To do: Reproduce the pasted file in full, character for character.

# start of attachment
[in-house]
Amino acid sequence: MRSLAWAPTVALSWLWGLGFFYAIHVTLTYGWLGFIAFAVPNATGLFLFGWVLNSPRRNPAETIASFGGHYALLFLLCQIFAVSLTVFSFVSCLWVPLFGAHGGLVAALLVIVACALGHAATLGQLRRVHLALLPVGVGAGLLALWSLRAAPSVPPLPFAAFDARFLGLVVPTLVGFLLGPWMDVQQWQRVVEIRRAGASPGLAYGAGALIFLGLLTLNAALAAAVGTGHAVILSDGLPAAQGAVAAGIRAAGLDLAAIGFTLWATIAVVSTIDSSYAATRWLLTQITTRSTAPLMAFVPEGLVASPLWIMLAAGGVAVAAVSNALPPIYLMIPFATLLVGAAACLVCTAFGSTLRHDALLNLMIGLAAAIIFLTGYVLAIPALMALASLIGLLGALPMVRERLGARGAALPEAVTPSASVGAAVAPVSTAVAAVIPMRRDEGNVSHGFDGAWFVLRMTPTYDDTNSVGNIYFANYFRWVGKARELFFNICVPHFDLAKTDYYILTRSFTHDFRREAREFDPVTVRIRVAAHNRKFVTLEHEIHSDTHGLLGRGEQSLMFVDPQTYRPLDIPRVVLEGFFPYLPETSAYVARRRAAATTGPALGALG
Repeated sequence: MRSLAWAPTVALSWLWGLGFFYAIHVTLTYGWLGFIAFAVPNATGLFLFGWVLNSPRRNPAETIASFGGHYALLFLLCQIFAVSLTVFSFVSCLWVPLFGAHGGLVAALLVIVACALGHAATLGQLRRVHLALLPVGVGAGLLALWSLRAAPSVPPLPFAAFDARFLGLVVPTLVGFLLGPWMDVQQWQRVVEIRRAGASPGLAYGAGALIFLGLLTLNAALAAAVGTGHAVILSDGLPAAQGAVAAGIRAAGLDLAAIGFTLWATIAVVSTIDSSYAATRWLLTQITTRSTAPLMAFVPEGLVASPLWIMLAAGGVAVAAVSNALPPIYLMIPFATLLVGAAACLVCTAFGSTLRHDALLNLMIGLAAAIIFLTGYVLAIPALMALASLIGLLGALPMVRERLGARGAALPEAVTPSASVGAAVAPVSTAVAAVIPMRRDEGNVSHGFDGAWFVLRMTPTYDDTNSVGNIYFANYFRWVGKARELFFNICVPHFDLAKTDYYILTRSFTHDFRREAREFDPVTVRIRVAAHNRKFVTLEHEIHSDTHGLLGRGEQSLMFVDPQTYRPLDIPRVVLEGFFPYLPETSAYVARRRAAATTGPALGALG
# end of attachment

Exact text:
[in-house]
Amino acid sequence: MRSLAWAPTVALSWLWGLGFFYAIHVTLTYGWLGFIAFAVPNATGLFLFGWVLNSPRRNPAETIASFGGHYALLFLLCQIFAVSLTVFSFVSCLWVPLFGAHGGLVAALLVIVACALGHAATLGQLRRVHLALLPVGVGAGLLALWSLRAAPSVPPLPFAAFDARFLGLVVPTLVGFLLGPWMDVQQWQRVVEIRRAGASPGLAYGAGALIFLGLLTLNAALAAAVGTGHAVILSDGLPAAQGAVAAGIRAAGLDLAAIGFTLWATIAVVSTIDSSYAATRWLLTQITTRSTAPLMAFVPEGLVASPLWIMLAAGGVAVAAVSNALPPIYLMIPFATLLVGAAACLVCTAFGSTLRHDALLNLMIGLAAAIIFLTGYVLAIPALMALASLIGLLGALPMVRERLGARGAALPEAVTPSASVGAAVAPVSTAVAAVIPMRRDEGNVSHGFDGAWFVLRMTPTYDDTNSVGNIYFANYFRWVGKARELFFNICVPHFDLAKTDYYILTRSFTHDFRREAREFDPVTVRIRVAAHNRKFVTLEHEIHSDTHGLLGRGEQSLMFVDPQTYRPLDIPRVVLEGFFPYLPETSAYVARRRAAATTGPALGALG
Repeated sequence: MRSLAWAPTVALSWLWGLGFFYAIHVTLTYGWLGFIAFAVPNATGLFLFGWVLNSPRRNPAETIASFGGHYALLFLLCQIFAVSLTVFSFVSCLWVPLFGAHGGLVAALLVIVACALGHAATLGQLRRVHLALLPVGVGAGLLALWSLRAAPSVPPLPFAAFDARFLGLVVPTLVGFLLGPWMDVQQWQRVVEIRRAGASPGLAYGAGALIFLGLLTLNAALAAAVGTGHAVILSDGLPAAQGAVAAGIRAAGLDLAAIGFTLWATIAVVSTIDSSYAATRWLLTQITTRSTAPLMAFVPEGLVASPLWIMLAAGGVAVAAVSNALPPIYLMIPFATLLVGAAACLVCTAFGSTLRHDALLNLMIGLAAAIIFLTGYVLAIPALMALASLIGLLGALPMVRERLGARGAALPEAVTPSASVGAAVAPVSTAVAAVIPMRRDEGNVSHGFDGAWFVLRMTPTYDDTNSVGNIYFANYFRWVGKARELFFNICVPHFDLAKTDYYILTRSFTHDFRREAREFDPVTVRIRVAAHNRKFVTLEHEIHSDTHGLLGRGEQSLMFVDPQTYRPLDIPRVVLEGFFPYLPETSAYVARRRAAATTGPALGALG